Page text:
Moreover, abandoning his and his peoples’ Arianism would have been an easy step in being accepted as true Romans. In the East, the Alan generalissimo Aspar— albeit grudgingly— coaxed his son convert to orthodoxy in order to marry the Emperor Leo’s daughter in 470 to be better accepted… why not Theoderic? Religious conviction seems unlikely, indeed, as one scholar on Theoderic’s reign notes, “there was a steady flow of from Arianism to Catholicism among the Ostrogoths in Italy.”[x] Gothic identity and the need to maintain the continuing loyalty of the Gothic warriors that truly kept him in power seems the most likely reason that this step was never taken by Theoderic.[xi]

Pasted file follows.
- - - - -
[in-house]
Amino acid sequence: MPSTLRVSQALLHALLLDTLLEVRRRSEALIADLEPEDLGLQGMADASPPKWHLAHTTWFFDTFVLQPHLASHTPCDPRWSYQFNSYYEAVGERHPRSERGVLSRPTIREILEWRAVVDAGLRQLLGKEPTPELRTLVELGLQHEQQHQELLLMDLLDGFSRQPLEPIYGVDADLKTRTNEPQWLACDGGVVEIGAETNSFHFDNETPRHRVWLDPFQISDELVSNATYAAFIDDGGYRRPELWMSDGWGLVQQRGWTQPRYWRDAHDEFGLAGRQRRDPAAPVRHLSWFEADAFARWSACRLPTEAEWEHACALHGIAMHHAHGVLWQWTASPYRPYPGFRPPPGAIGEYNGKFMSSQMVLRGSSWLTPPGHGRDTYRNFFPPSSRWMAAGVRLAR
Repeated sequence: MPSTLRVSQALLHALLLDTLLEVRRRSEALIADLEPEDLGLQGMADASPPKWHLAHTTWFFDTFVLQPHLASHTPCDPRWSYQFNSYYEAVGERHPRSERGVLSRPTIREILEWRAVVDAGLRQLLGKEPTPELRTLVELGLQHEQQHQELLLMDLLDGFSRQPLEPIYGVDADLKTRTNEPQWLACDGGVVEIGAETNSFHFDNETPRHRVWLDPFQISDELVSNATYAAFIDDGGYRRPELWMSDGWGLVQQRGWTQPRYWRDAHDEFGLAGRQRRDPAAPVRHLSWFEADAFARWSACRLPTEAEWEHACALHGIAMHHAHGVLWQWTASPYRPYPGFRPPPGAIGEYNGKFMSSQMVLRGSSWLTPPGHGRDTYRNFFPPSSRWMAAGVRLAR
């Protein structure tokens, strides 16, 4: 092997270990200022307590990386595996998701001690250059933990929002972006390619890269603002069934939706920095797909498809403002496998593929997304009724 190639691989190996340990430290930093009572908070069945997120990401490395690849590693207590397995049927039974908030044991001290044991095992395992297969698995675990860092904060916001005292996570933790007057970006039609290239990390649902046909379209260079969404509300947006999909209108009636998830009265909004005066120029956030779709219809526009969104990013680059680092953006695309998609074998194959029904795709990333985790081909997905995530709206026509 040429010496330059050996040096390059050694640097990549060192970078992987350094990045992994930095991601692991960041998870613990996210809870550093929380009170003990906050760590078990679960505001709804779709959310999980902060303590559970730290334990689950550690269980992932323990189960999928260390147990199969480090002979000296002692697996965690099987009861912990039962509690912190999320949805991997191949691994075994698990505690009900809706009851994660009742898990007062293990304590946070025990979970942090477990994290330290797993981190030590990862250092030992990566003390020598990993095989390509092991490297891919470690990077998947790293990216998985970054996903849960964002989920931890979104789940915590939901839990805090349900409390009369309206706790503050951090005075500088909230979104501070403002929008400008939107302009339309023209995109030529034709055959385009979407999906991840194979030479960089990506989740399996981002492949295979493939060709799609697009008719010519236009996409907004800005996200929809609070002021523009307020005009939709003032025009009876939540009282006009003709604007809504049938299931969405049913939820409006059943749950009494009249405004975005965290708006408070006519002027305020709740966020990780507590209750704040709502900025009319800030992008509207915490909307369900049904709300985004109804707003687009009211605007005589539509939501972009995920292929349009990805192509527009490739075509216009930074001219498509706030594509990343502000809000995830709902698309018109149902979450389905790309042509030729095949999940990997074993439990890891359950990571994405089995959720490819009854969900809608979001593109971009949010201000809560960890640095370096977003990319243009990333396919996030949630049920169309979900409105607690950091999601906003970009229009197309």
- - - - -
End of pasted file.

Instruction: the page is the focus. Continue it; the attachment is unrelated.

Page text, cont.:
Arnold’s contention that years of service by the Goths within the armies of Rome and subsequent integration into Roman society would have made it difficult for one to distinguish the fifth and sixth-century Roman from the non-Roman certainly makes sense. The question that might be asked, and in my view Arnold never tackles satisfactorily, is why did these men in some cases seem to hang on to their Gothic and/ or Alan identities so vigorously. Was this perhaps, not a sign of non-acceptance by Romans, but a personal choice? Put more simply, why would you keep calling yourself a Goth and/or Alan, if you truly wanted to be seen as Roman?  For example, when Arnold discusses (146) Aspar’s son Patricius’ Romanised name as an indication of the generalissimo’s hopes to integrate him more firmly into Eastern Roman society, he also mentions that the generalissimo’s two other sons had been given un-Roman names of Ardabur and Hermineric since they were expected to “follow in his footsteps” as military men.  His assumption behind these names is likely correct, but what Arnold does not explore here, or indeed in his account of Theoderic, is why non-Romans like Aspar and Theoderic, even after years under the umbrella of Roman culture, appear to have wanted to maintain their non-Roman identity and culture.[xii] Though hinted at, Arnold does not consider the ramifications that such dedication to their sense of Gothicness might have on his larger arguments.